Since 1815
The Initial Point lay somewhat dormant and forgotten until 1921 when two surveyors, Tom Jacks and Eldridge Douglas from nearby Helena, Arkansas were hired to locate the point (which is the corner point to three counties). They claim to have found the original bearing trees (two Tupelo Gum trees) standing in a swamp and marked by Robbins some 106 years earlier. This created interest in the historical point that had been unoccupied for over 100 years, and the L’Aguille Chapter of the Daughters of the American Revolution placed a granite monument at what they termed "The Louisiana Purchase Monument." See Figure 3. It was dedicated October 27, 1926. On the face of the monument is inscribed:


It is somewhat disappointing that the term "engineers" was used rather than "surveyors;" however, surveyors owe this organization a debt of gratitude for preserving such an important survey point.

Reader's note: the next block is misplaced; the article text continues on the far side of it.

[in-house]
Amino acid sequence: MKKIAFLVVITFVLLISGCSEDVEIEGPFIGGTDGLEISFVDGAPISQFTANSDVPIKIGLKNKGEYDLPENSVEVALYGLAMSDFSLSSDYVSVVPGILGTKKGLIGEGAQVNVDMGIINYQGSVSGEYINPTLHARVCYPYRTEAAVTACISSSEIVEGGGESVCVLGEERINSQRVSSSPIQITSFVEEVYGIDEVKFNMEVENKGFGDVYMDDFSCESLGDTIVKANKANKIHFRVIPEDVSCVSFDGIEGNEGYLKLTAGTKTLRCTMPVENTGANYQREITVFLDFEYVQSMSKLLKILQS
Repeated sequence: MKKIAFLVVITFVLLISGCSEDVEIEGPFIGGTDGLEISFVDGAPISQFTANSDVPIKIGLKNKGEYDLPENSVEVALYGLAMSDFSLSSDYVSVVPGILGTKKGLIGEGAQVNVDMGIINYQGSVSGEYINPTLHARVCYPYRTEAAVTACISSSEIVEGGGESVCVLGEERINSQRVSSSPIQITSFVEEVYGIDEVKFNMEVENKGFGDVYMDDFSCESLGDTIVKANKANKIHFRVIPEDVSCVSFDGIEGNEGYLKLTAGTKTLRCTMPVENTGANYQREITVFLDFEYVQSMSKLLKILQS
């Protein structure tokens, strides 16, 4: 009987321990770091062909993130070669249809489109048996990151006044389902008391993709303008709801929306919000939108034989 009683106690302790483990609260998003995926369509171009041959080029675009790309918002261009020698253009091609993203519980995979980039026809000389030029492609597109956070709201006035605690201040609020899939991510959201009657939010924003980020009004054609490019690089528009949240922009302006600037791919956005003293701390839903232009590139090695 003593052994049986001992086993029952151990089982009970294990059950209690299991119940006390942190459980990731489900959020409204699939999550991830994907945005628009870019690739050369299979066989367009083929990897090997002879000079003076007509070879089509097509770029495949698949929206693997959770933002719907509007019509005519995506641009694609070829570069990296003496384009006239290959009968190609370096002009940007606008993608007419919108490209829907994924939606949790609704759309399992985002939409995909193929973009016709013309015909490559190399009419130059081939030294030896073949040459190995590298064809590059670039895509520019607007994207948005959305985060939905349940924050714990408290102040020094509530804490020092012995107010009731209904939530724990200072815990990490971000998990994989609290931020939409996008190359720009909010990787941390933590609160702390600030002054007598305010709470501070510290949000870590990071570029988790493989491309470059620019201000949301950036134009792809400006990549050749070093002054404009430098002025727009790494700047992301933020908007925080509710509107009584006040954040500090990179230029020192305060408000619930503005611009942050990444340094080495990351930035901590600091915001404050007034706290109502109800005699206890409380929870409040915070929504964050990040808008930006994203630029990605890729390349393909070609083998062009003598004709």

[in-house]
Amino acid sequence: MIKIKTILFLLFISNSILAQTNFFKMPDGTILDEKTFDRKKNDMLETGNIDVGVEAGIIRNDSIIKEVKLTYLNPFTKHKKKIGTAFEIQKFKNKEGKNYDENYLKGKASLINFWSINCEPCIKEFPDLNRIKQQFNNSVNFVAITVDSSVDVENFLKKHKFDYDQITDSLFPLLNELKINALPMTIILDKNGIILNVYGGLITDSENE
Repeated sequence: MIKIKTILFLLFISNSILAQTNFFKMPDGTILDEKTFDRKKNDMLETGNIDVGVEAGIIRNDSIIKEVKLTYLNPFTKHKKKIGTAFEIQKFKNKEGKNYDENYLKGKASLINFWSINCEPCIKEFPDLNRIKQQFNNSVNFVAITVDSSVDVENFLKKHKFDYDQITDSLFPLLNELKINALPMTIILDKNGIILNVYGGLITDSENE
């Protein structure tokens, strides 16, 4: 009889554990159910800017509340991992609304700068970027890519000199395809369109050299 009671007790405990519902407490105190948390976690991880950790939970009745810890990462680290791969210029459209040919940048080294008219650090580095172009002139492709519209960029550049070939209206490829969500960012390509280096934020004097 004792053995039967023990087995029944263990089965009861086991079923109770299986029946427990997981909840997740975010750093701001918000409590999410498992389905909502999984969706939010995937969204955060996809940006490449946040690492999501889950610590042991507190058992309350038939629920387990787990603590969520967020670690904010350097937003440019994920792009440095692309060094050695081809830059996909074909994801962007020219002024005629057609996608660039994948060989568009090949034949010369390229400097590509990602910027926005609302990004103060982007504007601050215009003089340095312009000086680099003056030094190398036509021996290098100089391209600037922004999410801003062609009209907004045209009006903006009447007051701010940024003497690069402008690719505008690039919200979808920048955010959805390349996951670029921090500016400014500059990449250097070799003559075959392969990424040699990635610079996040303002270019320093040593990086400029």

In October, 1945 the General Land Office had surveyors Oscar Walsh and Hugh Crawford determine, by traversing from established control, the geographic location of the monument. They determined the coordinates to be: Latitude 34° 38′ 44.728" N and Longitude 91° 03′ 06.847" W. The modern GPS-derived position (NGS, 1999) for the Initial Point is Latitude 34° 38′ 44.455" N and Longitude 91° 03′ 07.337" W.

Neglected for many years, in the early 1970’s the monument and the area around it was again remembered and efforts were made to preserve the site as a park. According to a 1980 account of the June 25, 1972 rededication of the monument by the dean of Arkansas boundary surveying, the late Larry Young (who was there), speakers at the ceremony included Governor Dale Bumpers; Clark Gumm, Chief of Cadastral Surveys, BLM; representatives of France, Spain and Great Britain, being Benoit d’Abbeville, Juan Cabrero and Archie Rendall, respectively. Dr. Lily Peter, Arkansas Poet Laureate recited a poem and singer-songwriter Jimmy Driftwood sang "Liquidambar Styraciflus, Sweet Gum Tree." (At the November 10, 2015 bicentennial ceremony, the organizers will have to "pull out all the stops" to beat that lineup! Perhaps someone will sing Driftwood’s "Liquidambar Styraciflus," I’d like to hear it.)